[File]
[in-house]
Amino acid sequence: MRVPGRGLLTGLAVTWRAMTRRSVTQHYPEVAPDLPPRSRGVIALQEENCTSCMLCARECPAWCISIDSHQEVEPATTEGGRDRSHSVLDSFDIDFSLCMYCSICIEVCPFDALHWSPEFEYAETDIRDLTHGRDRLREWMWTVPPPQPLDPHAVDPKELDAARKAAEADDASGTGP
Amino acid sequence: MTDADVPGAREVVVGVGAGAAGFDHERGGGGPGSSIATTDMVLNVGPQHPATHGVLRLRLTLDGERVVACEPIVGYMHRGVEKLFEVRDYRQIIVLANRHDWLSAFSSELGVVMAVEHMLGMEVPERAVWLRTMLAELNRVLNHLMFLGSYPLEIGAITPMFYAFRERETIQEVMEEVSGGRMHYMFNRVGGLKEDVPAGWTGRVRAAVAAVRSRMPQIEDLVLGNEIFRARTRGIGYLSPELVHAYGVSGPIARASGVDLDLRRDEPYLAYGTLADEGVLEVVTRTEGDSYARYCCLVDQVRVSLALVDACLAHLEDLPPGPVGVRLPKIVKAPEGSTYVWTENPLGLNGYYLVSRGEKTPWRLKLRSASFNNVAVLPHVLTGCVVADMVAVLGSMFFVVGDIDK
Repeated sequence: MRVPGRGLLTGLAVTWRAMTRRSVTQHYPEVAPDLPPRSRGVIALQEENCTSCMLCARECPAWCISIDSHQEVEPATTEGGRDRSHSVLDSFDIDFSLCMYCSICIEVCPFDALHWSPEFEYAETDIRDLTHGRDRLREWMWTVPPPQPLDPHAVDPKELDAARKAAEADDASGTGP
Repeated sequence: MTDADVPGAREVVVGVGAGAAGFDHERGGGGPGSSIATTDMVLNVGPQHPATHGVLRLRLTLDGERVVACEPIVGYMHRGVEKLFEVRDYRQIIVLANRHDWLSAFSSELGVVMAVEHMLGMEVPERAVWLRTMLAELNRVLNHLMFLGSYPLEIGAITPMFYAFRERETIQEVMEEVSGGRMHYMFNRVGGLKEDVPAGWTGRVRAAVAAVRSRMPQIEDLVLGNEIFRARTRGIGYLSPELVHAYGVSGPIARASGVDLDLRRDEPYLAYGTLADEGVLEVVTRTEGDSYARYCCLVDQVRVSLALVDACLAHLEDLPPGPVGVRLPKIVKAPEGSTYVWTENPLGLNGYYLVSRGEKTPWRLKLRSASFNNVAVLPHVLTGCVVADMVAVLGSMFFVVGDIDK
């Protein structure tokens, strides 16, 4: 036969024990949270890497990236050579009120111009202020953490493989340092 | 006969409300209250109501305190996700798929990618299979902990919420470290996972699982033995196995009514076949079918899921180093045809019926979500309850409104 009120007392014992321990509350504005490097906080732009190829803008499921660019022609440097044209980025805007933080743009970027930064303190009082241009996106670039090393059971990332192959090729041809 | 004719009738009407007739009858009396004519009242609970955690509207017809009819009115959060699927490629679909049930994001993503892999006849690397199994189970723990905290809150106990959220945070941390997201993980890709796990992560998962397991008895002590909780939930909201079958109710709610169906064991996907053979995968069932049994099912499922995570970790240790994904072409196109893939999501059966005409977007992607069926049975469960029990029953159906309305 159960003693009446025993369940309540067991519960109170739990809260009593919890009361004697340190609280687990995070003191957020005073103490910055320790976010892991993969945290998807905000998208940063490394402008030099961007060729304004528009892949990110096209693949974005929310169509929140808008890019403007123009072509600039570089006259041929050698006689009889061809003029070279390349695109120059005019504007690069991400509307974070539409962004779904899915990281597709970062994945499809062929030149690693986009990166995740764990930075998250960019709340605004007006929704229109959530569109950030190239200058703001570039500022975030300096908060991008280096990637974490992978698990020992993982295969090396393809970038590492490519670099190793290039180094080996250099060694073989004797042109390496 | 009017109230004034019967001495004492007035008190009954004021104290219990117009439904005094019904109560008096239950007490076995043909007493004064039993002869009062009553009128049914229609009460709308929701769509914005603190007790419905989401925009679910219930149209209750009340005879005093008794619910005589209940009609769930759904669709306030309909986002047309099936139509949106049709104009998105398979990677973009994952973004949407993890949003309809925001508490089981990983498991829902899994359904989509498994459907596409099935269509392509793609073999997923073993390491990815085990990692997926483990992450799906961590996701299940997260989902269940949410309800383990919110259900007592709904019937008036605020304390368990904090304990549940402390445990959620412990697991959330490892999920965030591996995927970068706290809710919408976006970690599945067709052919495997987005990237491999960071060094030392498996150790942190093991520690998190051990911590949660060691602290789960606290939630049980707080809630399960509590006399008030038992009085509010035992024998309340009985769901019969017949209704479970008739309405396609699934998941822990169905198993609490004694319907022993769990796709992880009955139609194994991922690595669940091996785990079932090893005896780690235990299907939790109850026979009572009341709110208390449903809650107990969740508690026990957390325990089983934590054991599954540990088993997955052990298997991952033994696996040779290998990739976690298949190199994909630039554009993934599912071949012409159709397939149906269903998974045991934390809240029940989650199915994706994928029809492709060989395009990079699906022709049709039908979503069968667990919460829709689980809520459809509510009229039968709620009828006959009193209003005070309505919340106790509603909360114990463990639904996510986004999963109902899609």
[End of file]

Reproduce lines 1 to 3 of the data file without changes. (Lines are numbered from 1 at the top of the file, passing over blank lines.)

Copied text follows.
[in-house]
Amino acid sequence: MRVPGRGLLTGLAVTWRAMTRRSVTQHYPEVAPDLPPRSRGVIALQEENCTSCMLCARECPAWCISIDSHQEVEPATTEGGRDRSHSVLDSFDIDFSLCMYCSICIEVCPFDALHWSPEFEYAETDIRDLTHGRDRLREWMWTVPPPQPLDPHAVDPKELDAARKAAEADDASGTGP
Amino acid sequence: MTDADVPGAREVVVGVGAGAAGFDHERGGGGPGSSIATTDMVLNVGPQHPATHGVLRLRLTLDGERVVACEPIVGYMHRGVEKLFEVRDYRQIIVLANRHDWLSAFSSELGVVMAVEHMLGMEVPERAVWLRTMLAELNRVLNHLMFLGSYPLEIGAITPMFYAFRERETIQEVMEEVSGGRMHYMFNRVGGLKEDVPAGWTGRVRAAVAAVRSRMPQIEDLVLGNEIFRARTRGIGYLSPELVHAYGVSGPIARASGVDLDLRRDEPYLAYGTLADEGVLEVVTRTEGDSYARYCCLVDQVRVSLALVDACLAHLEDLPPGPVGVRLPKIVKAPEGSTYVWTENPLGLNGYYLVSRGEKTPWRLKLRSASFNNVAVLPHVLTGCVVADMVAVLGSMFFVVGDIDK